There are striking differences in the feedback we’ve received.
From the very beginning of Mecklenburg Community Church (Meck)’s existence, starting as a church plant in the fall of 1992, we have sent every first-time guest we have record of a questionnaire that asks four things:
1. What did you notice first?
2. What did you like best?
3. How could your experience have been improved?
4. How did you hear about Meck?
The answers have proven invaluable. For example, we know from nearly three decades of responses that the overwhelming answer to No. 4 is “invited by a friend.” As well it should be, and may that answer continue to trend.
The answers to No. 1 are equally uniform, usually along the lines of “parking assistants,” “easy to follow signs,” “how large it was/the size of the crowd” and “how friendly everyone was.”
Where evaluation is needed is between that of an unchurched person who has been invited by a friend, and a very churched person looking for a new church home who found us randomly.
It’s almost comical.
For example, in answering “What did you notice first?” a churched person will say, “Didn’t see anything for first-time guest parking.” An unchurched person will say, “How very different the experience was.”
In terms of “What did you like best?” a churched person might say, “Comfortable seating” or “Nothing stood out,” whereas an unchurched person might say, “The message directly related to real life experiences.”
In regard to “How could your experience have been improved?” a churched person might say: “I was disappointed that the Bible and specifically Jesus were not mentioned in the sermon at all. I believe one of the church’s responsibilities is discipleship. While (topic of the day) is important, that’s not what I want for a sermon. I want Bible teaching.” The unchurched person? “Nothing comes to mind. It was great.”
I’ve taken the above evaluations from a specific, recent weekend. And I was reminded— again—of not only the vastly different expectations of the churched and the unchurched, but also their “filters.”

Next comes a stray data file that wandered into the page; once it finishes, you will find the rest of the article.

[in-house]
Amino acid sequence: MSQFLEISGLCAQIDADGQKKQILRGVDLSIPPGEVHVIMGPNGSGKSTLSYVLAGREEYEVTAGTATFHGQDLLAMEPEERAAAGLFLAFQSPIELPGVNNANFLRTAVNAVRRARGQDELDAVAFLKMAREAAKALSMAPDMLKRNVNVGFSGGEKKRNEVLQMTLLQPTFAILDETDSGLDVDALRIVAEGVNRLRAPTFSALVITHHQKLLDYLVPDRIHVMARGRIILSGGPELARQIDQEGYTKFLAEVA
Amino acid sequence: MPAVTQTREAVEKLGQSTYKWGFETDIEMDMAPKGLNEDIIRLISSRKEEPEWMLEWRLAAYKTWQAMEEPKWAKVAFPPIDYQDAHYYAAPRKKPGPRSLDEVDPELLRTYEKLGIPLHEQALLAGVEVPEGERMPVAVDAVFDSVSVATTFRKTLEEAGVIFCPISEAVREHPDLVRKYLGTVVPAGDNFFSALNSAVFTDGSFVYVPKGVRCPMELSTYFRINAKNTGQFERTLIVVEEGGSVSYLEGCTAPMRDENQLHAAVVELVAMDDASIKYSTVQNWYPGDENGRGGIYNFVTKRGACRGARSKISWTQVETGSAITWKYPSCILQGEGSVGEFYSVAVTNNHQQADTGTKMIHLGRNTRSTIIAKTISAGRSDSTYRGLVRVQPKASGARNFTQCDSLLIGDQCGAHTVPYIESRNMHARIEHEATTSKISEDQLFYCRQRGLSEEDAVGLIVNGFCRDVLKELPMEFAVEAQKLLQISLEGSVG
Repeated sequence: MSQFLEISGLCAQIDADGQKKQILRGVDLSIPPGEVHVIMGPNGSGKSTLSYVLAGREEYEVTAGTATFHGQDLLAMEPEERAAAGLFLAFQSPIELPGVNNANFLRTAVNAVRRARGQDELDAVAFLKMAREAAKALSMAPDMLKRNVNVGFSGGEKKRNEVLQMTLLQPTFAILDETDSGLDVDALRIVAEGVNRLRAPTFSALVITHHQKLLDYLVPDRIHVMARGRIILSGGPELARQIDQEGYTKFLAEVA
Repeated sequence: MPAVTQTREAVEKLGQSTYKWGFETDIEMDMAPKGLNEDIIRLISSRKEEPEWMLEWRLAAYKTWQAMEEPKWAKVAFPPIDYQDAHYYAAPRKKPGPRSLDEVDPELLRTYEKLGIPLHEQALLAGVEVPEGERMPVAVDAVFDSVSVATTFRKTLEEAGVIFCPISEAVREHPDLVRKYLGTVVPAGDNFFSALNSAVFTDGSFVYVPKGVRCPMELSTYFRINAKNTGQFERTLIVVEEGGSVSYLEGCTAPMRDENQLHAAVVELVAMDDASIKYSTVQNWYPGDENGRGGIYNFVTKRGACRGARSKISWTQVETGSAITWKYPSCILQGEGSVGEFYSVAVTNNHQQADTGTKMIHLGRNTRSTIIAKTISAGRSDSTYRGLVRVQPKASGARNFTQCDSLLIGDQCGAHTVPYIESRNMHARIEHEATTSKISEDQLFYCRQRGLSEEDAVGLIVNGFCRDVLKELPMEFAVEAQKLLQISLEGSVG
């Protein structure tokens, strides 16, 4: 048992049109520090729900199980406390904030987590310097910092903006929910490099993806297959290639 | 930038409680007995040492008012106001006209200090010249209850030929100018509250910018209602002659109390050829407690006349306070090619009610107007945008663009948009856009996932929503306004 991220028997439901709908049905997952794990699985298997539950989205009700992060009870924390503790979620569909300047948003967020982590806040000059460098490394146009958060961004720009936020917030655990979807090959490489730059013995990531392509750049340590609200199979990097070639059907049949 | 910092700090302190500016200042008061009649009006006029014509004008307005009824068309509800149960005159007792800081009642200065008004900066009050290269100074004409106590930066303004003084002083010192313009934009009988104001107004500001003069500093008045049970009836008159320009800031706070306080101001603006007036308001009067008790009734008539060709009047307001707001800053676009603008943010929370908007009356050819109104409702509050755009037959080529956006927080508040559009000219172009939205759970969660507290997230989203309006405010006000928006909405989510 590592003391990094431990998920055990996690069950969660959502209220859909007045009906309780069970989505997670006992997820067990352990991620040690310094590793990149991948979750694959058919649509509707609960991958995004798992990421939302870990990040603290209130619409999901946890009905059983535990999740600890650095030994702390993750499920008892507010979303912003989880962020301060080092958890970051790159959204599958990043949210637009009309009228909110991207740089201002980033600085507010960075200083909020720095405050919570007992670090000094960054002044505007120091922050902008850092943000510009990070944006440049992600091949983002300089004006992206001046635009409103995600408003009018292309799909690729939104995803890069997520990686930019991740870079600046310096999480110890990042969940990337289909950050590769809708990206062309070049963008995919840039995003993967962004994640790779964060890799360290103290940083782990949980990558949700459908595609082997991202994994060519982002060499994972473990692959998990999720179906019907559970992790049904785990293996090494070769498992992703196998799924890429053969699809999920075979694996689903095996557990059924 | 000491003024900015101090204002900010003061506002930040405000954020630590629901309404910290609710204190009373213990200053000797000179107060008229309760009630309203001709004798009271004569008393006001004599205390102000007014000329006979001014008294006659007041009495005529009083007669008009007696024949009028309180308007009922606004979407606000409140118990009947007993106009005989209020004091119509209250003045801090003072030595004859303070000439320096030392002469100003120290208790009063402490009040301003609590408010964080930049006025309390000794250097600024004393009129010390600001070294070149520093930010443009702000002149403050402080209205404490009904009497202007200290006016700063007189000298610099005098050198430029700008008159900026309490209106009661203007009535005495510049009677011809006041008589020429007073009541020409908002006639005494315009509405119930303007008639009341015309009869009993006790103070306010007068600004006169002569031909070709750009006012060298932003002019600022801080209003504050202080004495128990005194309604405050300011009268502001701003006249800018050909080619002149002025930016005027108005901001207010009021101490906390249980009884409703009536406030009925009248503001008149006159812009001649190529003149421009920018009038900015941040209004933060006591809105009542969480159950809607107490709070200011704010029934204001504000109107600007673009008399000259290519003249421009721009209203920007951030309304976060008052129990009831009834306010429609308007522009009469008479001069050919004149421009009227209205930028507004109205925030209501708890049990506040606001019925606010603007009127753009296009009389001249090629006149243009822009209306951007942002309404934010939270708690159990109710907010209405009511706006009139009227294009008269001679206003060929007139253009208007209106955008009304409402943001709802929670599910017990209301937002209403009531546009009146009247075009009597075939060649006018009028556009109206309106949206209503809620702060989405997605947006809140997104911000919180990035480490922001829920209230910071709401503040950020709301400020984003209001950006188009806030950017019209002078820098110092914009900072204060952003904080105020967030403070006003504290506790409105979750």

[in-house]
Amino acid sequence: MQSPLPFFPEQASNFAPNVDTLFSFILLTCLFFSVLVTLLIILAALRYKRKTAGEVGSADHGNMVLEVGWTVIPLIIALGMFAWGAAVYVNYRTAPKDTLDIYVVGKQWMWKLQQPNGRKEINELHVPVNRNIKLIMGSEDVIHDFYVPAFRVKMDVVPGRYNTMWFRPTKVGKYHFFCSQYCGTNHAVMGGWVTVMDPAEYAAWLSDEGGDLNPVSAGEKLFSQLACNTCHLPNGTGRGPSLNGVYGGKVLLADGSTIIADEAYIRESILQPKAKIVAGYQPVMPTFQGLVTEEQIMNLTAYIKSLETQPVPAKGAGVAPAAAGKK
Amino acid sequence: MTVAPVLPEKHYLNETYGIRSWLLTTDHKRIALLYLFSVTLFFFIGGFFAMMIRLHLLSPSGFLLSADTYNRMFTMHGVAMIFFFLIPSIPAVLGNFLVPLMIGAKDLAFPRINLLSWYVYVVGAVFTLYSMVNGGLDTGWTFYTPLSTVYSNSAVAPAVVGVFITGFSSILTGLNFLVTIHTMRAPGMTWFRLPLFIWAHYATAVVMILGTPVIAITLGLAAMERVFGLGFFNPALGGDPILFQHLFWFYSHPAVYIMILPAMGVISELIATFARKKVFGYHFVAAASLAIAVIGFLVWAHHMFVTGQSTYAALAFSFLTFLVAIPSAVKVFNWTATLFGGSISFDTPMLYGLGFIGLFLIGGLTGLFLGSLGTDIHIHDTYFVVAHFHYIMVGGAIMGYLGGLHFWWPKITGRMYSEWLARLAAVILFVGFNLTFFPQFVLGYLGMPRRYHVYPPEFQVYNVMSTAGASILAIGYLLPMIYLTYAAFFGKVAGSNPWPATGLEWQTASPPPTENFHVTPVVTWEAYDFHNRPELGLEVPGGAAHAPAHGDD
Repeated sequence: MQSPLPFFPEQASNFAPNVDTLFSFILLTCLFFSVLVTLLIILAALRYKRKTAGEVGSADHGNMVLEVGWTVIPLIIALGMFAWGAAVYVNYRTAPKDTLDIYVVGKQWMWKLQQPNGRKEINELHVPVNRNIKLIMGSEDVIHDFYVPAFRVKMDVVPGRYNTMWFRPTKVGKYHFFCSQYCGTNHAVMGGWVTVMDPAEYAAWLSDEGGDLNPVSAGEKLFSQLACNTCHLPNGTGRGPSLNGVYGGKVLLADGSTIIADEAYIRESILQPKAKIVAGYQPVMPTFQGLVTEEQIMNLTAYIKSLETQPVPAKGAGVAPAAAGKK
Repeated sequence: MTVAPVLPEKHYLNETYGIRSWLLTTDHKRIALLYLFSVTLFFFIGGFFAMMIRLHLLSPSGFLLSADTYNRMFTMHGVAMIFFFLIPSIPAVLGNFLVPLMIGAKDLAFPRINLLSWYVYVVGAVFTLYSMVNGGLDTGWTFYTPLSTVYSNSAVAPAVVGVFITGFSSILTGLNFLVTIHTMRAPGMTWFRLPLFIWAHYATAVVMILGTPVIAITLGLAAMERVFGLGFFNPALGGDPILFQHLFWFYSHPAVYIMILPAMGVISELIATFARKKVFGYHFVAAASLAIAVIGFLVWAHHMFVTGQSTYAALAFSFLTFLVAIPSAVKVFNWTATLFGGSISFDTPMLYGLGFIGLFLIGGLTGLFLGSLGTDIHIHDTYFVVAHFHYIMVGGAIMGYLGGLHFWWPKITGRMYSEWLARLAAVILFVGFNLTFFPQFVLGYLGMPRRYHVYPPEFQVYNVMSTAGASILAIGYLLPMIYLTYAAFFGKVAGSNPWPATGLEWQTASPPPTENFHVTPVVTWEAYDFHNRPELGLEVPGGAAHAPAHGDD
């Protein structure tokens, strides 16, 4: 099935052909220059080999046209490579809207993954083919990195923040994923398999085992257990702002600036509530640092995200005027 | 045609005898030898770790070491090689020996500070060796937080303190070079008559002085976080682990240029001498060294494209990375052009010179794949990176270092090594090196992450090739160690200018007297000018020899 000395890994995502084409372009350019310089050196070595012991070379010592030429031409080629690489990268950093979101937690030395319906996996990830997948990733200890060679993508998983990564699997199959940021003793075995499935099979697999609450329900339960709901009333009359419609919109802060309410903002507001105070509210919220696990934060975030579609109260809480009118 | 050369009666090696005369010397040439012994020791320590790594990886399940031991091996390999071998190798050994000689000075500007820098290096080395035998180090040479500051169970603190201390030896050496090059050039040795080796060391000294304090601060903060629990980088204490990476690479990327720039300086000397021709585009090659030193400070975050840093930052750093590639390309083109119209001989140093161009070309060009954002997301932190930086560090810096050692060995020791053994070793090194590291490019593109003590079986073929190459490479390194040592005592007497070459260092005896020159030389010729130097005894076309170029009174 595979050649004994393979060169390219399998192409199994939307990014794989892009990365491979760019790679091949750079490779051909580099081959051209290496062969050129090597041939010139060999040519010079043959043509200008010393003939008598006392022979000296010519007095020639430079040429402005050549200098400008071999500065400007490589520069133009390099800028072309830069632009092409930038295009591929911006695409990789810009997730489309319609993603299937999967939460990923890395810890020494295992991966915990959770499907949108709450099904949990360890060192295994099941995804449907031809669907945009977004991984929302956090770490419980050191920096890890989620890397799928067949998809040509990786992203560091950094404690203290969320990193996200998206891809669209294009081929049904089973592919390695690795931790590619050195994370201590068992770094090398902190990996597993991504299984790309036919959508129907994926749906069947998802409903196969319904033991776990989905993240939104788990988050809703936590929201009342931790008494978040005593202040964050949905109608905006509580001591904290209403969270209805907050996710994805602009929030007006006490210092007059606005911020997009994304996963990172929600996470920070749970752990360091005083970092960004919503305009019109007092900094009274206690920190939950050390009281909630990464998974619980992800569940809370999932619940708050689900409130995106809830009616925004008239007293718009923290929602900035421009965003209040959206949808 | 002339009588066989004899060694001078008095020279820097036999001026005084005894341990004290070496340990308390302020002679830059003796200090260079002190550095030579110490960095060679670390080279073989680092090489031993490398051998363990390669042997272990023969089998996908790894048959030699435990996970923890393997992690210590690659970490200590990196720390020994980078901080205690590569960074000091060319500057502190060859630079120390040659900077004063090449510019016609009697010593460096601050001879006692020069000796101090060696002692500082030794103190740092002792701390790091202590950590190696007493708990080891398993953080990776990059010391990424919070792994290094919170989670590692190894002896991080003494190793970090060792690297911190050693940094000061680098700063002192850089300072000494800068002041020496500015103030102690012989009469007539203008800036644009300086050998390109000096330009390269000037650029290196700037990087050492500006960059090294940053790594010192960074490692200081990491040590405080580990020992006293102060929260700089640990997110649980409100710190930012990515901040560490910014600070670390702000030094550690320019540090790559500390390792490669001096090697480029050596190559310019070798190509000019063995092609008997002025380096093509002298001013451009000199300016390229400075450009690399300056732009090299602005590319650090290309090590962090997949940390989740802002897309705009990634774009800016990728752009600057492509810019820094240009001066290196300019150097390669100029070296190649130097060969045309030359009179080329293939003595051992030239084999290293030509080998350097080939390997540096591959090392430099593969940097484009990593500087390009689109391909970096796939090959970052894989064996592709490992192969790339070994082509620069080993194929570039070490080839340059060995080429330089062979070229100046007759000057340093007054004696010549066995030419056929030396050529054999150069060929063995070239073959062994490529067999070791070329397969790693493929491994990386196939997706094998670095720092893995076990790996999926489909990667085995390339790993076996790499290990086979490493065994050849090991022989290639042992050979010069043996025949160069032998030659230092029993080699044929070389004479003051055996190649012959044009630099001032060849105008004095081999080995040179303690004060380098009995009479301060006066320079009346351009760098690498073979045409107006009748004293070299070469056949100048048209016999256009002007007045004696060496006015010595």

Here’s what I mean by filters. I went back to the weekend we received these evaluations and reviewed the manuscript to my talk. I absolutely (as I always do) used the Bible—a lot! And I absolutely said the name of Jesus—a lot! So why might the evaluator have claimed they didn’t hear the Scripture or the name of Jesus? Perhaps I didn’t present them in the package or particular format this person was looking for, so they missed it. Yet both were front and center.
This is why you need to evaluate feedback carefully, particularly in light of whom you are trying to reach through your front door. I don’t know about you, but we are not after transfer growth. We are not trying to woo the happily churched down the street. We are not after the already convinced.
We are after the people who do not give a rip about Jesus, much less have darkened the doorstep of a church in years. We’re after the person who was invited by a friend, who checks us out online and, after a few weeks, dares to attend.
They aren’t looking for guest parking.
They aren’t evaluating our use of Scripture or counting the times we name Jesus (though both are present).
They aren’t thinking about their needs or wants at all.
They are just … there. They’re wondering whether there is a God and, if there is, whether he cares about them and could possibly overlook or even forgive the train wreck they’ve made of their lives.
So I’ll go on record.
I care about their feedback more than anybody else’s. And it’s a lot more … accurate.
This article originally appeared on ChurchAndCulture.org and is reposted here by permission.